The LPO’s performance of Peter Grimes, forming part of the South Bank Centre’s weekend of events to commemorate Britten’s centenary, was as emotionally embracing as anything that might be found in one of the world’s great opera houses: it was dramatically powerful, full stop!
With both principals and chorus costumed, director Daniel Slater made good use of the Royal Festival Hall’s space. The chorus (London Voices) began the evening in the choir stalls with any soloists required in the opening court scene sitting among them and rising to ‘speak’ at the appropriate moment. After this, whenever the mass of people was needed, they appeared on stage in front of or behind the orchestra as the drama required.
In Act II the chorus’ singing in church came from offstage. Lighting levels were altered throughout the evening, and although this was partly in response to the occasions when there was and wasn’t drama to witness, the lower levels and blue-green tinge that they carried really emphasised the repressive nature of the coastal community. The staging was at its most effective during the Act I storm. With principals and chorus alike huddled in The Boar, we witnessed a series of episodes in which typically another character appeared, accusations were made and insults traded, before the lights fell once more for another round of that shattering storm music.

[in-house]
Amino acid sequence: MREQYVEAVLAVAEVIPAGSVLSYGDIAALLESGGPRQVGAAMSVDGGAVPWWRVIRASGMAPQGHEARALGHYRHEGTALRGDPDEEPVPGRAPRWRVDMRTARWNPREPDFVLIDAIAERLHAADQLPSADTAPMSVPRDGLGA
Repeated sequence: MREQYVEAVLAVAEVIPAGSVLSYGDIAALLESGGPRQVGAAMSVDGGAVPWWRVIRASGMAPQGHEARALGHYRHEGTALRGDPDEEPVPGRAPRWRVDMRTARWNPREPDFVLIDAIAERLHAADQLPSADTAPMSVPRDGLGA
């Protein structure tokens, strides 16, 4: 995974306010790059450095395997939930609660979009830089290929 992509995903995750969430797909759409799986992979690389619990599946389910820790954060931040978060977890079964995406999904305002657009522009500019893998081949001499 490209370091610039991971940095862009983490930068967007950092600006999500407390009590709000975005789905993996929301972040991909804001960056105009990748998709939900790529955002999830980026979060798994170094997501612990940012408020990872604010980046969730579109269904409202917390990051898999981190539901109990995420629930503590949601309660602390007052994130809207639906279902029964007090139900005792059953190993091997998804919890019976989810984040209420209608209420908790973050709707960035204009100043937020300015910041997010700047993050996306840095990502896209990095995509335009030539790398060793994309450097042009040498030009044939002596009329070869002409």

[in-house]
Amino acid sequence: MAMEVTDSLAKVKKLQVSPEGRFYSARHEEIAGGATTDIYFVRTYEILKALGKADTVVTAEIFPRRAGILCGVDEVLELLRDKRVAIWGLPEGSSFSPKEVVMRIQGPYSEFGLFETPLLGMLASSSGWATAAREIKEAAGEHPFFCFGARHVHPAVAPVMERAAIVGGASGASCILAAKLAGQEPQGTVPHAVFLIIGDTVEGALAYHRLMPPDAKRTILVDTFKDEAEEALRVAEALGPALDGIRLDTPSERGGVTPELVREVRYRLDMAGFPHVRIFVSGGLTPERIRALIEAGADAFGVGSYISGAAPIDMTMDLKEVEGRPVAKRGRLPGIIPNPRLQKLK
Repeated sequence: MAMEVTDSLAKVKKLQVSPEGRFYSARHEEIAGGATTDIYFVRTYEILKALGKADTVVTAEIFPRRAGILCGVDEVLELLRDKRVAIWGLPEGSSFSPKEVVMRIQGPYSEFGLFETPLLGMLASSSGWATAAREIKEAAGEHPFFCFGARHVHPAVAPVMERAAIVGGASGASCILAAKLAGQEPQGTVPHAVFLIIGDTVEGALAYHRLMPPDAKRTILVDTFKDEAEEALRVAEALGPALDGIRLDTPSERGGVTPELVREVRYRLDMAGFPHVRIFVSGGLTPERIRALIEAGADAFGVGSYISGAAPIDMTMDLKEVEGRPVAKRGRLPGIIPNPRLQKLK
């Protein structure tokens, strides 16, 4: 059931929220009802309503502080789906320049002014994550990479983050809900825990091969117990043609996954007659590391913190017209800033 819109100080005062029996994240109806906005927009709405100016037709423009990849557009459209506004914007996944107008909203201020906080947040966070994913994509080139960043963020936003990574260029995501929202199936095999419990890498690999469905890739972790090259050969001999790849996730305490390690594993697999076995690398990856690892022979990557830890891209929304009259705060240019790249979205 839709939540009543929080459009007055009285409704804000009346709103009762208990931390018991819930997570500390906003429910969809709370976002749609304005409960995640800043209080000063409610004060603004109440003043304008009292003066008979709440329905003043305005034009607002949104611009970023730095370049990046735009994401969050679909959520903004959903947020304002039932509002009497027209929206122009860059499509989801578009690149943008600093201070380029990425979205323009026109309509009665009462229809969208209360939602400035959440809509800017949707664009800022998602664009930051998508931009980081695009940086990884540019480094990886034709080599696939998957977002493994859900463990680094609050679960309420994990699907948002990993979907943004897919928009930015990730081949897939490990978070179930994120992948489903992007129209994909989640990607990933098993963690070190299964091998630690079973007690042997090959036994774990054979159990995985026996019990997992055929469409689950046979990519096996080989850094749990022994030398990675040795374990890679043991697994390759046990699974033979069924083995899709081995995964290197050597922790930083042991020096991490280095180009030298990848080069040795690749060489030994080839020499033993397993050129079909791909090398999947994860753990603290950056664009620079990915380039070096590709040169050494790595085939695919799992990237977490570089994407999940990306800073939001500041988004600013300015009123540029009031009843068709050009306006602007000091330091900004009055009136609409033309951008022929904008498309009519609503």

The principal line-up was exceptionally strong, both vocally and dramatically. Stuart Skelton gave a stunning performance as Peter Grimes with his powerful, impassioned voice. It is very easy to see Grimes purely as a victim, forced to increasingly desperate lengths by the judgmental society around him. Skelton’s performance felt all the richer for making the character feel stronger so that we had some sense in which he was making a conscious choice to behave as he did in order to stand up against his adversaries. This said, he could suddenly switch mood to reveal the most tender voice and by extension the most vulnerable, soulful character.
American soprano Pamela Armstrong was staggering as Ellen Orford, with a rich, resonant voice that became increasingly exciting the higher it rose, but which never sacrificed an ounce of vocal technique as it did so. Of the remainder Brindley Sherratt as Swallow and Alan Opie as Captain Balstrode stood out, but no-one in the cast, which included Pamela Helen Stephen, Michael Colvin and Mark Stone, came across as weak.
The LPO played superbly under the baton of its principal conductor Vladimir Jurowski, and the sound benefited immensely from not sounding too ‘English’. Jurowski is not so much a Britten conductor as a very good conductor, and Britten’s creation is not so much a British gem as a world class opera. To hear the music played as the masterpiece that it is, packed with drama and yet with no particular slant placed upon it, was the essence of this sensational evening.
Further details of Royal Festival Hall concerts can be found at southbankcentre.co.uk.